After the presentation we were treated to lunch courtesy of Dr. Guo and CAU. We were served many appetizers including lamb, lotus root, chicken, spicy chicken, pork, broccoli, mushrooms, fish, dumplings and much more! Our main course was the famous Peking Duck. The duck was cut thin and in small pieces. Traditionally you take two pieces of duck in very thin wrap (like a small tortilla) and add small slices of cucumber and onion dipped in a thick soy sauce. Then you roll it (like a burrito) and enjoy!

We then left our new friends, which gave us Chinese names, and headed to the West campus of CAU, which is the Animal Sciences Department. At the west campus we were welcomed warmly by our hosts again. Dr. Newman and Dahlen presented again to the College of Animal Science and Technology. We again had many student interactions, including introductions of the entire group. We had a lot of common interests with these students and that was very interesting! We toured the campus labs and saw poultry, beef and dairy facilities. The housing of animals and facilities was very different from what we know in the United States. We were also given a tour of the CAU museum where our guides took us through the entire history of the college. We took some pictures with our newfound friends at CAU and departed for supper.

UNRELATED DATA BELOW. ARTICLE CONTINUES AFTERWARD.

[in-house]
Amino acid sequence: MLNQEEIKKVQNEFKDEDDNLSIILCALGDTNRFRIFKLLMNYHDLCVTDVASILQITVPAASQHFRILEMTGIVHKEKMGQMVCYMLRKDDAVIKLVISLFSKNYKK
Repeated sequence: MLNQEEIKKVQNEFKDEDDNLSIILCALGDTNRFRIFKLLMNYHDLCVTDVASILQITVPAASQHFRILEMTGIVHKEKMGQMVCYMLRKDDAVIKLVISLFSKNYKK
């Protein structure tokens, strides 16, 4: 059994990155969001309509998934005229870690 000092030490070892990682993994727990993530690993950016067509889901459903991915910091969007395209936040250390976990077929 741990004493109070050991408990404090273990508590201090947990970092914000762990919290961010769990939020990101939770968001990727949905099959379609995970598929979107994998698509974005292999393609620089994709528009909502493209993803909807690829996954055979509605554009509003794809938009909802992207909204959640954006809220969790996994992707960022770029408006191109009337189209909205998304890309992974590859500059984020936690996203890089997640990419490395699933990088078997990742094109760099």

For dinner we went to Bian Yi Fong restaurant and again had many, many appetizers and a traditional Peking duck dinner. Tomorrow (Wednesday) we are going to see the Great Wall of China. We are enjoying our trip and learning a lot. Thank you for giving us the opportunity of a lifetime and we can’t wait to see all of you when we get home.